|Derek Bok wants government to rethink priorities. (Martha Stewart)|
Pursuit of happiness
Looking at well-being from a perspective of policy
In Aldous Huxley’s novel, “Brave New World,’’ the masses are fed feel-good pills, amusements, and the promise of perpetual youth and an end to all sources of discomfort. Into this “utopia’’ comes a young man, nicknamed “The Savage,’’ who rejects its values. “I want God, I want poetry, I want real danger, I want freedom, I want goodness, I want sin,’’ he tells an official. “I’m claiming the right to be unhappy.’’
Sympathizing with Savage, most Americans recoil at the superficial pleasure principles of “Brave New World.’’ Nonetheless, they remain in hot pursuit of happiness. The vast majority of them tell pollsters they are “fairly’’ or “very’’ content with their lives. Even at the bottom of the economic pyramid, more than 80 percent of Americans profess to be more happy than not.
Psychologists and behavioral economists agree on the conditions conducive to happiness: strong marriages, close friendships, good heath, religious faith, and community service. But, as Derek Bok, the former president of Harvard University reminds us in this careful and cogent new book, people tend to be poor judges of what gives them lasting satisfaction. They think that more money, a new car, or a move to California will make them happy when, in fact, the effect of these changes wears off after a few weeks.
In “The Politics of Happiness,’’ Bok acknowledges that levels of well-being in the United States (and other countries) remain quite stable — and that unhappiness will be very hard to reduce or remove. Happiness, he recognizes, should not be the sole end of public policy, trumping justice, civil liberties and equality of opportunity. Bok believes, however, that the American government, which is in no danger of tranquilizing its citizens, can and should design policies to enhance their happiness.
Bok demonstrates that a preoccupation with economic growth — and a doubling and redoubling of the gross domestic product during the last 60 years — has not made Americans any happier. Although average levels of happiness increase as one moves up the income scale, the impact of greater wealth on happiness, even among winners of the lottery, is mitigated by rising aspirations and adaptation to a higher standard of living. In 1975, at a time of stagflation, 74 percent of Americans indicated that their family income was sufficient to satisfy their most important needs. In 1999, at a moment of great prosperity, only 61 percent had the same claim.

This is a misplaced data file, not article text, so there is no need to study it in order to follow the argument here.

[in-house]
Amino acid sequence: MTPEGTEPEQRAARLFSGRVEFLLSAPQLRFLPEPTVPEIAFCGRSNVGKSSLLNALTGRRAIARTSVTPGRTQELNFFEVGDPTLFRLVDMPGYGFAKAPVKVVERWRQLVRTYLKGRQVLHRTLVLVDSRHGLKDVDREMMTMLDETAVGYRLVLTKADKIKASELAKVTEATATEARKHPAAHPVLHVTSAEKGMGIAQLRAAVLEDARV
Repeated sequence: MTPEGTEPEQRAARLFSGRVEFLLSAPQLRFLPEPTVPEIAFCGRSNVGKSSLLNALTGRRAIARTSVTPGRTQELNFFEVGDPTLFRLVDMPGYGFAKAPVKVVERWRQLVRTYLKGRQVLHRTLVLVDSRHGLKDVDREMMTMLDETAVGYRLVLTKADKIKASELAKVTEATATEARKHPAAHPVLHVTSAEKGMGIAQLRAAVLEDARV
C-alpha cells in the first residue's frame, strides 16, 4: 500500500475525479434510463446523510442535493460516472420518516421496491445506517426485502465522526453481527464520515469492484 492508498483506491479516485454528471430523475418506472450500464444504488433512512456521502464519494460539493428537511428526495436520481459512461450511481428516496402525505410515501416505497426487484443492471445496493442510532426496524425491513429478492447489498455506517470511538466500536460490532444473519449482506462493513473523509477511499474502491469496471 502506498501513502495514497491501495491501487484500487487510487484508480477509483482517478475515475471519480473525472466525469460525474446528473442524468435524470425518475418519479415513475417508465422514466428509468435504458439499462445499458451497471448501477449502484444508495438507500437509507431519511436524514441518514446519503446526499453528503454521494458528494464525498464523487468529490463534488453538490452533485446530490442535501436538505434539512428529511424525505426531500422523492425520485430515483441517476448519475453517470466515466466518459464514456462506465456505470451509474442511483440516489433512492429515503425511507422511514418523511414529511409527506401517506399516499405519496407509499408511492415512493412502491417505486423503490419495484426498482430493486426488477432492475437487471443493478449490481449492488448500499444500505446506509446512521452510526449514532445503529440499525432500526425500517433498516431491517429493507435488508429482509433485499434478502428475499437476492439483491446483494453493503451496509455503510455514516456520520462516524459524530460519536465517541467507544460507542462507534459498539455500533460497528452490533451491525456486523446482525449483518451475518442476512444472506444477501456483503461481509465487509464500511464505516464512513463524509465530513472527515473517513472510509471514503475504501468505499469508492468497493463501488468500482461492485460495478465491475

Although he recognizes that slow-growth policies are unlikely to be enacted any time soon, Bok wants government officials to draw on happiness research to rethink priorities. Strengthening family ties, improving child care, enhancing job security, reducing illness, depression, chronic pain, sleep disorders, infant mortality, and teen pregnancies, he claims, will do more for well-being than redistributing income, putting more people in prison, subsidizing the already well-to-do, or perpetuating a car culture. In the long run, they might even pay for themselves in increased productivity and fewer (and briefer) visits to the hospital.
“The Politics of Happiness’’ often reads like a liberal’s wish list. In the space of two paragraphs, Bok endorses a higher minimum wage, more earned income tax credits for poor people, career academies in high schools, an end to mandatory jail sentences for drug offenders, public works programs in high unemployment areas, and expanded rehabilitation programs in prisons. Conceding that there is no direct evidence that many of the programs he supports make the recipients happier, Bok justifies his recommendations by citing evidence of the adverse impact of “persistent anxiety about almost anything.’’
However laudable they might be, Bok’s recommendations for reforms in government, education, and the media are even more distant from happiness. He is in favor of campaign finance reform, independent redistricting commissions to eliminate gerrymandering, and measures to curb earmarks and pork barrel spending. He wants the public schools, which are preoccupied with preparing students for work, to take far more seriously their responsibility to provide the knowledge, interest, and commitment necessary for active civic participation — and a greater appreciation for the humanities and creative arts. And he challenges the media to avoid partisan bias, stop exaggerating the faults of government, and start recognizing its accomplishments.
Bok understands that in a democracy, the power of public officials to increase happiness is limited. He is no doubt right that government can do a lot, right now, to reduce illness, avoid war, and limit financial risk. And that it is much tougher to design programs that will strengthen marriages, social ties, civic engagement, and more active uses of leisure. He may be right as well that if happiness studies are disseminated widely, and a global climate disaster is looming, a public debate might occur over the role of growth and the value of material possessions. The United States, we can guess, will never copy the kingdom of Bhutan and declare “Gross National Happiness’’ its yardstick for measuring progress. But Americans just might begin to think harder “about how to use our abundance ‘to live wisely, and agreeably, and well.’ ’’
Glenn C. Altschuler is the Thomas and Dorothy Litwin Professor of American Studies at Cornell University.